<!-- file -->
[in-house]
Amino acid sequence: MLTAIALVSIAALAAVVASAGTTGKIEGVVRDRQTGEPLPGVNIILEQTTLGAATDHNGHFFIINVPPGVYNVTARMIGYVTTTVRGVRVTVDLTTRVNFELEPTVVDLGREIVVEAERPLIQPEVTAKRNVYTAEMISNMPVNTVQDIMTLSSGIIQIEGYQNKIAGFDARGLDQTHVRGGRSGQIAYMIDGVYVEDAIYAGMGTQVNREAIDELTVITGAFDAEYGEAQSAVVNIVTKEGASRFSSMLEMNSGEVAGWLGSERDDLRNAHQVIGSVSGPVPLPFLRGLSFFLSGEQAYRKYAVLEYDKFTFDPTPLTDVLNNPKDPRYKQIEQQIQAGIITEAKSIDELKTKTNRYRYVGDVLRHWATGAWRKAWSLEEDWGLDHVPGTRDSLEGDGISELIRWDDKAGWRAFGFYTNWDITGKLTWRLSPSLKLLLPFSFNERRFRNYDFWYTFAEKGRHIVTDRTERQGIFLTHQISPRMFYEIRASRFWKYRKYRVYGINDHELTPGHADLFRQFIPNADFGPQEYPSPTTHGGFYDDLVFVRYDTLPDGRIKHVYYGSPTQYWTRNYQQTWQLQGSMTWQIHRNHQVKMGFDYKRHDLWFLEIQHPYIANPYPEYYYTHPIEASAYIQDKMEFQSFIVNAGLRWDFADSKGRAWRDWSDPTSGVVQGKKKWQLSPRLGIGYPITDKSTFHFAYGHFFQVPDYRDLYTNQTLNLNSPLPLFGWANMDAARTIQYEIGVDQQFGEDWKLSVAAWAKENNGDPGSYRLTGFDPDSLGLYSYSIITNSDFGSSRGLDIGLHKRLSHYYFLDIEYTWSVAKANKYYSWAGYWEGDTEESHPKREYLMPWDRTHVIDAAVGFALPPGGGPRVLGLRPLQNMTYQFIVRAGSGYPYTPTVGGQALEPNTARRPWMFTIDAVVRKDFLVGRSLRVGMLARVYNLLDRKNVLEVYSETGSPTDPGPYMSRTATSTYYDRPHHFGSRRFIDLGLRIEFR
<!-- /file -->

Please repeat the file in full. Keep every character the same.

[in-house]
Amino acid sequence: MLTAIALVSIAALAAVVASAGTTGKIEGVVRDRQTGEPLPGVNIILEQTTLGAATDHNGHFFIINVPPGVYNVTARMIGYVTTTVRGVRVTVDLTTRVNFELEPTVVDLGREIVVEAERPLIQPEVTAKRNVYTAEMISNMPVNTVQDIMTLSSGIIQIEGYQNKIAGFDARGLDQTHVRGGRSGQIAYMIDGVYVEDAIYAGMGTQVNREAIDELTVITGAFDAEYGEAQSAVVNIVTKEGASRFSSMLEMNSGEVAGWLGSERDDLRNAHQVIGSVSGPVPLPFLRGLSFFLSGEQAYRKYAVLEYDKFTFDPTPLTDVLNNPKDPRYKQIEQQIQAGIITEAKSIDELKTKTNRYRYVGDVLRHWATGAWRKAWSLEEDWGLDHVPGTRDSLEGDGISELIRWDDKAGWRAFGFYTNWDITGKLTWRLSPSLKLLLPFSFNERRFRNYDFWYTFAEKGRHIVTDRTERQGIFLTHQISPRMFYEIRASRFWKYRKYRVYGINDHELTPGHADLFRQFIPNADFGPQEYPSPTTHGGFYDDLVFVRYDTLPDGRIKHVYYGSPTQYWTRNYQQTWQLQGSMTWQIHRNHQVKMGFDYKRHDLWFLEIQHPYIANPYPEYYYTHPIEASAYIQDKMEFQSFIVNAGLRWDFADSKGRAWRDWSDPTSGVVQGKKKWQLSPRLGIGYPITDKSTFHFAYGHFFQVPDYRDLYTNQTLNLNSPLPLFGWANMDAARTIQYEIGVDQQFGEDWKLSVAAWAKENNGDPGSYRLTGFDPDSLGLYSYSIITNSDFGSSRGLDIGLHKRLSHYYFLDIEYTWSVAKANKYYSWAGYWEGDTEESHPKREYLMPWDRTHVIDAAVGFALPPGGGPRVLGLRPLQNMTYQFIVRAGSGYPYTPTVGGQALEPNTARRPWMFTIDAVVRKDFLVGRSLRVGMLARVYNLLDRKNVLEVYSETGSPTDPGPYMSRTATSTYYDRPHHFGSRRFIDLGLRIEFR